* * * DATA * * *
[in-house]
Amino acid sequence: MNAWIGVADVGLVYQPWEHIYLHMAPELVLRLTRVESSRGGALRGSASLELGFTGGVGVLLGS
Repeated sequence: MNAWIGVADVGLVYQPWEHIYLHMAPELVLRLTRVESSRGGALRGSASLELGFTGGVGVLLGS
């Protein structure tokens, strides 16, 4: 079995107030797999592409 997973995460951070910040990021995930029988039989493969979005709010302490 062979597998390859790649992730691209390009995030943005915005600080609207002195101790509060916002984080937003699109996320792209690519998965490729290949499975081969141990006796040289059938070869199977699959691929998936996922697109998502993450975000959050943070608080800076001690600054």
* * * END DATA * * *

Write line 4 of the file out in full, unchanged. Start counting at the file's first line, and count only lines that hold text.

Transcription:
């Protein structure tokens, strides 16, 4: 079995107030797999592409 997973995460951070910040990021995930029988039989493969979005709010302490 062979597998390859790649992730691209390009995030943005915005600080609207002195101790509060916002984080937003699109996320792209690519998965490729290949499975081969141990006796040289059938070869199977699959691929998936996922697109998502993450975000959050943070608080800076001690600054």